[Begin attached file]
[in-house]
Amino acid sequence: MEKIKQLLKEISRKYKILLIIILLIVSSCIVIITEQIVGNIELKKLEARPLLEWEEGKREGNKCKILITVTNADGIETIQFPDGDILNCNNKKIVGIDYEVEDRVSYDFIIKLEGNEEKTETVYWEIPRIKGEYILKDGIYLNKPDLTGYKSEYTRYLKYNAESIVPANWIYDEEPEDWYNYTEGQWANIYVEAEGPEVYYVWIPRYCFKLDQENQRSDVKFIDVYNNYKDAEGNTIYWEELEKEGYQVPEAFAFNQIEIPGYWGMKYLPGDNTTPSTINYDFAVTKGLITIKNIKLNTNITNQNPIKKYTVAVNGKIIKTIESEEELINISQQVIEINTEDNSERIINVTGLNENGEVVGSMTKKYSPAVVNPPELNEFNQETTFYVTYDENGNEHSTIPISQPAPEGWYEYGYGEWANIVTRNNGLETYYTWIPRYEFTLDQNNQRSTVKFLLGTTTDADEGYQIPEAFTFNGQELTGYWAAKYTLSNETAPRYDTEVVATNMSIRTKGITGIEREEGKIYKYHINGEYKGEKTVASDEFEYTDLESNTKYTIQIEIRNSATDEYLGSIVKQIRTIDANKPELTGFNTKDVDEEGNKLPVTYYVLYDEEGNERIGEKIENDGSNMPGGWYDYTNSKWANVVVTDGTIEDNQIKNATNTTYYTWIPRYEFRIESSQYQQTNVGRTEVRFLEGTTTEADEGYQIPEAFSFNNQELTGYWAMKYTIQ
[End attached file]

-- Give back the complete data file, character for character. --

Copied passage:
[in-house]
Amino acid sequence: MEKIKQLLKEISRKYKILLIIILLIVSSCIVIITEQIVGNIELKKLEARPLLEWEEGKREGNKCKILITVTNADGIETIQFPDGDILNCNNKKIVGIDYEVEDRVSYDFIIKLEGNEEKTETVYWEIPRIKGEYILKDGIYLNKPDLTGYKSEYTRYLKYNAESIVPANWIYDEEPEDWYNYTEGQWANIYVEAEGPEVYYVWIPRYCFKLDQENQRSDVKFIDVYNNYKDAEGNTIYWEELEKEGYQVPEAFAFNQIEIPGYWGMKYLPGDNTTPSTINYDFAVTKGLITIKNIKLNTNITNQNPIKKYTVAVNGKIIKTIESEEELINISQQVIEINTEDNSERIINVTGLNENGEVVGSMTKKYSPAVVNPPELNEFNQETTFYVTYDENGNEHSTIPISQPAPEGWYEYGYGEWANIVTRNNGLETYYTWIPRYEFTLDQNNQRSTVKFLLGTTTDADEGYQIPEAFTFNGQELTGYWAAKYTLSNETAPRYDTEVVATNMSIRTKGITGIEREEGKIYKYHINGEYKGEKTVASDEFEYTDLESNTKYTIQIEIRNSATDEYLGSIVKQIRTIDANKPELTGFNTKDVDEEGNKLPVTYYVLYDEEGNERIGEKIENDGSNMPGGWYDYTNSKWANVVVTDGTIEDNQIKNATNTTYYTWIPRYEFRIESSQYQQTNVGRTEVRFLEGTTTEADEGYQIPEAFSFNNQELTGYWAMKYTIQ